Final judgment on Gestitursa

04 March 2015

Eric Grootmeijer-Network Manager ANWB Eric Grootmeijer-Network Manager ANWB

The latest judgment from the Spanish Appeal Court states clearly that the EHIC must prevail when it comes to Europeans being treated in Spanish public hospitals, in what can only be seen as a setback for cost collection agencies. María del Carmen González González, lawyer for Spanish firm Ramallo Pallast & Partner, gives ITIJ the lowdown on the most recent judgment

ITIJ has reported in past issues about the ongoing battle between cost collection agencies and private insurers concerning the EHIC – European Health Insurance Card. In a nutshell, for those unaware of the history: cost collection agencies (preeminently Gestitursa) tried to ignore the existence of the EHIC (or its replacement certificate) in Spain, and instead steered patients towards the use of their private health insurance. Avoidance of the EHIC was good business for cost collection agencies – who got paid for their services – and for the Spanish state, as it managed to make the private insurer foot the bill.

Things became acrimonious as private insurers resisted such abusive practices, and litigation ensued, whereby cost collection agencies claimed money for health services allegedly owed by private insurers. There were a couple of first instance judgments that were favourable to Gestitursa. Basically, first instance judges were not very aware of the message that EC law (in particular article 19 of Regulation 883/2004) was clearly displaying, namely: that EHICs have priority over private insurance.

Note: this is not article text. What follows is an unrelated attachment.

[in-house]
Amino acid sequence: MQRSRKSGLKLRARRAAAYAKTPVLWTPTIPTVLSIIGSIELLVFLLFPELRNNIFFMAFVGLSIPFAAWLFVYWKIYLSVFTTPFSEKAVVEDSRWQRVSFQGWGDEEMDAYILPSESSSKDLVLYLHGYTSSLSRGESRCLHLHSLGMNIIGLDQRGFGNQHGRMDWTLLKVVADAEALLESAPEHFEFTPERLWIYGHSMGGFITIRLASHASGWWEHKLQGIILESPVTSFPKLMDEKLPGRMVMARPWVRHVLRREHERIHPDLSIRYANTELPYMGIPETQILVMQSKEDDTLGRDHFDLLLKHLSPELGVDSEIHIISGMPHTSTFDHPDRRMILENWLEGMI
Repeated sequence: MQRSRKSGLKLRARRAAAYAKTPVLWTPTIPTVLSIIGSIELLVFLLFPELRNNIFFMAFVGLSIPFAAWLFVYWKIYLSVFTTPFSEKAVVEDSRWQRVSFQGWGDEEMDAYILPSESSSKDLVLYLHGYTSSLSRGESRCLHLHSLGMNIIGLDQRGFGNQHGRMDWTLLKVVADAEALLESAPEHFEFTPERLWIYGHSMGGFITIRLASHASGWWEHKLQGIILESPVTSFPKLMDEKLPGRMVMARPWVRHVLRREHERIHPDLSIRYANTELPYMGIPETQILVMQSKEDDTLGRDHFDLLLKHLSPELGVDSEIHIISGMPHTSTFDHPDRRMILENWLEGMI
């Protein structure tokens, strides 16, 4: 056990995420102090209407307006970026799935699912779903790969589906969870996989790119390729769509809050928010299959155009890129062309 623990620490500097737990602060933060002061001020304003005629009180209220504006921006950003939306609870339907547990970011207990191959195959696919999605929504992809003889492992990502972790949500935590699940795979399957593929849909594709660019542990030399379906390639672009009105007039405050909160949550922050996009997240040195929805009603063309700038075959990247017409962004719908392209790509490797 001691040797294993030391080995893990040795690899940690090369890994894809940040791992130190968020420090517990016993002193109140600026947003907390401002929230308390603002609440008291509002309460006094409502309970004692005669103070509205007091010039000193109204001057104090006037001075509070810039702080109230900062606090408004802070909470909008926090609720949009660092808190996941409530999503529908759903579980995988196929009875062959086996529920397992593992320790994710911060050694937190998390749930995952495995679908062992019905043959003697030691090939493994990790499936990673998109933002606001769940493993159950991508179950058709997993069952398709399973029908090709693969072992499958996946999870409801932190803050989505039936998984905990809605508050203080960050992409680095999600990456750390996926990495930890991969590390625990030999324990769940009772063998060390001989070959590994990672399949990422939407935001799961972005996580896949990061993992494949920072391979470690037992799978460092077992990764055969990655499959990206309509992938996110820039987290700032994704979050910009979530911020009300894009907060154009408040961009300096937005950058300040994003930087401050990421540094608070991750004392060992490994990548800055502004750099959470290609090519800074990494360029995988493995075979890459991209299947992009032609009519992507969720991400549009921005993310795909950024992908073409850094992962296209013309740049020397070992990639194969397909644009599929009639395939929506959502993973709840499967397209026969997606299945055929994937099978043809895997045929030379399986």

One of these first instance judgments (concerning ANWB against Gestitursa) was appealed by Ramallo Pallast & Partner before the Audiencia Provincial de Barcelona (Barcelona’s Court of Appeals). On Friday, 6 February 2015, the appeal was adjudged. The judgment confirms:

• The EHIC has priority over ‘private’ treatments.
• The obligation of being ‘proactive’. Thus, neither Gestitursa, nor the hospital, can allege that no EHIC (or replacement certificate) was given to them. They must endeavour to get one.
• The infringement proceedings against Spain, and hence the need for strict application of EC-law.

More importantly, the judgment compels Gestitursa to pay any monies received from ANWB back, as it has now been proved that there was no legal basis to demand payments in the first place.

The appeal judgment is firm and final. In other words, there is no further appeal, no Supreme Court. Of course, appeal judgments have more ‘weight’ than first instance (circuit) judgments, as the court is made of three seasoned judges (instead of one in first instance court).
This is a clear turn of the tide in favour of patients and their insurers, and a clear setback against the abusive practices of cost collection agencies. This judgment should positively influence several ongoing cases in favour of private insurers awaiting first instance judgment.

Eric Grootmeijer, network manager for ANWB Assistance, commented on the ruling: “This has now put an end to a four-year legal dispute with Gestitursa, and it creates case law for other, similar situations. We hope that we have created clarity for our colleagues at assistance companies elsewhere in Europe, and that they will be able to profit from this information. I look back with pleasure on the ITIC in Barcelona in 2012, at which our resistance to Gestitursa became obvious during the panel discussion about the refusal of some national hospitals to accept the EHIC.”

Author/Source: ITIJ- www.itij.com

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